Study: New York Lost Most Money to Romance Scams in 2021

News | May 17, 2022 By:

study shows a record $547 million was lost to romance scams in 2021 and New York ranks No. 15, the most money lost per capita.

Online love seekers in New York lost $285,019 per 100,000 residents last year. Overall, the state had 1,168 victims report losses of $57,577,392.

Criminals became increasingly ubiquitous on dating and social media apps in 2020 to prey on lonely singles during lockdowns. Even though dating life is back to normal, more people are using dating apps than ever before and consequently romance scams are increasing in numbers and complexity.

Social Catfish today released a study on the States Hardest Hit by Romance Scams using population adjusted data from the FBI’s Internet Crime Complaint center and the FTC released in 2022.

Among the 10 hardest hit states, the top six are in the West and the next four are in the East.


1)      North Dakota: $1,558,064 (Per 100,000 residents)

2)      Nevada: $486,233

3)      Alaska: $481,601

4)      California: $465,191

5)      Colorado: $424,214

6)      Washington: $414,766

7)      Rhode Island: $411,857

8)      Maryland: $334,756

9)      Florida: $327,249

10)   New Jersey: $324,500

3 Romance Scams to Avoid in 2022:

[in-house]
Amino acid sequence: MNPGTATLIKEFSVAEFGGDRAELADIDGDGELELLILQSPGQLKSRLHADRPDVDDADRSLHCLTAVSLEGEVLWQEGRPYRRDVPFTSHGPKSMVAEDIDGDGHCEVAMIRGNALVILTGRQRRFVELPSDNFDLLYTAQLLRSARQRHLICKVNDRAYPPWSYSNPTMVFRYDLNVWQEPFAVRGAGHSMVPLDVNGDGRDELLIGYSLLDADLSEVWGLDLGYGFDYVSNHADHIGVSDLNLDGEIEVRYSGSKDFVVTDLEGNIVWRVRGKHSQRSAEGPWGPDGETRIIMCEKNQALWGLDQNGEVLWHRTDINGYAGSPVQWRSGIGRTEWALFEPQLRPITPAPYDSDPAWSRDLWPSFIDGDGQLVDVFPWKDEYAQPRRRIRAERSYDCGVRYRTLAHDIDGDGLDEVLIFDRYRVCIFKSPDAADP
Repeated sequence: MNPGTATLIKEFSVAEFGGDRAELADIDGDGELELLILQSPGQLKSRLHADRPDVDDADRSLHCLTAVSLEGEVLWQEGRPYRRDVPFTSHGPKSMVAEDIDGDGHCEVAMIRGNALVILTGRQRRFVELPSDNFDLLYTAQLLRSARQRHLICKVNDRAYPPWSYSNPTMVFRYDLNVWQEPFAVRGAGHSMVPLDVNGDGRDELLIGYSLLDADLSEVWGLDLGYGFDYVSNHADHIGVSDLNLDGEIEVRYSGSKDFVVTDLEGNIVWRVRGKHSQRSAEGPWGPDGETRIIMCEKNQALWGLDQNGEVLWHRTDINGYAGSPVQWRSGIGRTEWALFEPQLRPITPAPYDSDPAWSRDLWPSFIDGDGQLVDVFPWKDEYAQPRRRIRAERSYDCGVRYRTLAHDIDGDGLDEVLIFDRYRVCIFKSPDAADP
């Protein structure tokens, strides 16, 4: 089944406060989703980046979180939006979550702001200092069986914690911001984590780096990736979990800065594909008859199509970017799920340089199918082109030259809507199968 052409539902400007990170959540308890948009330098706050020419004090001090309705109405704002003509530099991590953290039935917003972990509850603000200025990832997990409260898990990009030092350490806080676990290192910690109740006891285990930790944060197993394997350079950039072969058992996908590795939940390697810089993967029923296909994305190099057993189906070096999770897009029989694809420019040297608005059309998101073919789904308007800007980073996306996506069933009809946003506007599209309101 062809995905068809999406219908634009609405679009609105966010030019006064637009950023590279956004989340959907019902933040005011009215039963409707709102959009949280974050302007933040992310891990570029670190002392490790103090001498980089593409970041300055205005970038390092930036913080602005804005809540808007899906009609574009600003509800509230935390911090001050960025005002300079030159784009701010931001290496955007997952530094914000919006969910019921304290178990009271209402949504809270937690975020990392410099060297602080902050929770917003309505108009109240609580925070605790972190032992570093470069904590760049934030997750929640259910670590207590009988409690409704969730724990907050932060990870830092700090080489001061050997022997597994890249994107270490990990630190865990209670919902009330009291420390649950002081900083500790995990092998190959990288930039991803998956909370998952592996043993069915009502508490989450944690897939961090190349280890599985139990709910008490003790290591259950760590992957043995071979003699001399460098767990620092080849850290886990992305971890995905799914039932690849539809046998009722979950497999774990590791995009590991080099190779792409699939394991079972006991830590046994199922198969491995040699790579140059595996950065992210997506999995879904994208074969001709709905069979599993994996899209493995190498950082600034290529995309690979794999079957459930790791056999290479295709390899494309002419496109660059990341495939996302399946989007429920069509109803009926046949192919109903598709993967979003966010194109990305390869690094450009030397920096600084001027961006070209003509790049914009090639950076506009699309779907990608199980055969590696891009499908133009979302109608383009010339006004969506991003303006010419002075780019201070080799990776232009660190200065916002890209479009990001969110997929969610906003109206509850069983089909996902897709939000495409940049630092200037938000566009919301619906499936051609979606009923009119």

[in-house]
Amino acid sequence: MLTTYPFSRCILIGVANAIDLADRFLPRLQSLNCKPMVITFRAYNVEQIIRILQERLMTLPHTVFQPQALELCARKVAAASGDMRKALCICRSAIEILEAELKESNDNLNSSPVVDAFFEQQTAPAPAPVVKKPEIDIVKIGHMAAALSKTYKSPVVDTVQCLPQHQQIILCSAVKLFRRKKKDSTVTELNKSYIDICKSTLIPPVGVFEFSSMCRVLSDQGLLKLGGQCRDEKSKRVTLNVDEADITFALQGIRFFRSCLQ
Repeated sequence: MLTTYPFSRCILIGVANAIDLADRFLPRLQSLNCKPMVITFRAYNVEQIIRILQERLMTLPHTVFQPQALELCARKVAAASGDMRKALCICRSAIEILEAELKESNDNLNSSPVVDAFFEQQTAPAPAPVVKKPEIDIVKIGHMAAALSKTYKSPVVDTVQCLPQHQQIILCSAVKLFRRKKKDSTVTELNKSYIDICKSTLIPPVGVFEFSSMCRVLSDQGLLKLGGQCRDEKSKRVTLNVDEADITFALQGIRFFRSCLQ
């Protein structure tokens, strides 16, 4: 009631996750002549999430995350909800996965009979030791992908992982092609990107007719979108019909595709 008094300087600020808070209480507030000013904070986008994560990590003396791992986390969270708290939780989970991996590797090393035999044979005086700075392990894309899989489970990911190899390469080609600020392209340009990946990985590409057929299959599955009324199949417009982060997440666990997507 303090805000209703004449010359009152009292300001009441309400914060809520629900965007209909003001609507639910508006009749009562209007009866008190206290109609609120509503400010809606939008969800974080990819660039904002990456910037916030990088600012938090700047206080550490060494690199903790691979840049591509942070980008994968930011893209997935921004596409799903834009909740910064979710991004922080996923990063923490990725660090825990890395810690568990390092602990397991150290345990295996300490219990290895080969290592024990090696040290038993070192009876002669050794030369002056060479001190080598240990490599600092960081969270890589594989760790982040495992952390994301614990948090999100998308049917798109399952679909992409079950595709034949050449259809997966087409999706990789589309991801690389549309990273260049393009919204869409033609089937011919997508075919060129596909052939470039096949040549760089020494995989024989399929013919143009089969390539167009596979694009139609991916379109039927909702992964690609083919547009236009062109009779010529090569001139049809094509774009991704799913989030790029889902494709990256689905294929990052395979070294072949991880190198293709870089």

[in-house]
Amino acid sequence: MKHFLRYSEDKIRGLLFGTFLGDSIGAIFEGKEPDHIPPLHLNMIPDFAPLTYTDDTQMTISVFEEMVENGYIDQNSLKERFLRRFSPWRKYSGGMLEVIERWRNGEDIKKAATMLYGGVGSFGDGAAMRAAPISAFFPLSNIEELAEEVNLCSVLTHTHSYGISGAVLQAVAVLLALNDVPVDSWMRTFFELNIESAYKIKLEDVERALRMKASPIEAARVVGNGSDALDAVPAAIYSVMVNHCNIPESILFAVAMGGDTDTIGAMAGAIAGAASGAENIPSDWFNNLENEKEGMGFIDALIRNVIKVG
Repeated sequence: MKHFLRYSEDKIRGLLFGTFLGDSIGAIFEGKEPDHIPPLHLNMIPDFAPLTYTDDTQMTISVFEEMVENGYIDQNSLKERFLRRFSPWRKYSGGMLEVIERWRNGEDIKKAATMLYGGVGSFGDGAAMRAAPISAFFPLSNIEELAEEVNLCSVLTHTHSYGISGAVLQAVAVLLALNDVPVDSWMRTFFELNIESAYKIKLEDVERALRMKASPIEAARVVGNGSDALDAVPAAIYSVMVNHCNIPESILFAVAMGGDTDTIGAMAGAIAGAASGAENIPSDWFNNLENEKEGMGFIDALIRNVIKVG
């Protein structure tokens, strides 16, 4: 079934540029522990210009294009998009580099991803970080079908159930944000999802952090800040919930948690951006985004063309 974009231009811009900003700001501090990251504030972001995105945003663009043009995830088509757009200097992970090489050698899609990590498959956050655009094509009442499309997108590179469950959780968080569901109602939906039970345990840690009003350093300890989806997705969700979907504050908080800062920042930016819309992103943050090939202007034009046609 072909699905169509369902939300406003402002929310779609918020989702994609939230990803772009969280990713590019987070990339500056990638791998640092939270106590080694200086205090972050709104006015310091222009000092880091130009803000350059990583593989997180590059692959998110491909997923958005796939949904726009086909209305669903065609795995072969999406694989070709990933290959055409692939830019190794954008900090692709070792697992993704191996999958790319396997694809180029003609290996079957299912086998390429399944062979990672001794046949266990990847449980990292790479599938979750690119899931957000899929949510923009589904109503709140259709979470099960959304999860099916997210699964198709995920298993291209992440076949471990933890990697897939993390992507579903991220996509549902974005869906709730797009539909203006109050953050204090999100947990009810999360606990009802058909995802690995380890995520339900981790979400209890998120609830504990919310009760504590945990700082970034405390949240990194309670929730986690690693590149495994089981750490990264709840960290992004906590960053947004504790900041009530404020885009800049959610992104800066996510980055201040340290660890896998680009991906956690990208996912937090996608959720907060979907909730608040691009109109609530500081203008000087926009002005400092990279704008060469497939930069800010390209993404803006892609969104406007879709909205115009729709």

1)      ‘Money Mules’: A new twist is when scammers do not ask for money, they send you some and ask you to wire it to their family member in trouble overseas. They claim their bank is having issues. Once the victim agrees, they have participated in a money laundering scheme.

How to Avoid: Never provide your bank information or send and accept wire transfers.

2)      ‘CryptoRom’:  Cryptocurrency related romance scams accounted for the largest losses in 2021 of $139 million, up more than 25 times those reported in 2019.  Scammers gains the victims trust, and instead of asking for money, they convince them to invest in a bogus crypto app.

How to Avoid: Never invest money with anyone you meet online. If you want to invest in Crypto, use well-known Apps like, Coinbase and PayPal.

3)      Social Media Influencer Scams: The FTC labeled social media a ‘gold mine’ for scammers as more than one third of romance scams originated on Facebook or Instagram in 2021.  Scammers create fake profiles, often stealing the likeness of an attractive and successful ‘influencer’ and engage in romance scams.

How to Avoid: Do a reverse image search to confirm if the person in the photos goes by the same name as the person who friend requested you on social media.

If you believe you have been contacted by a romance scammer report it to the FBI and the FTC.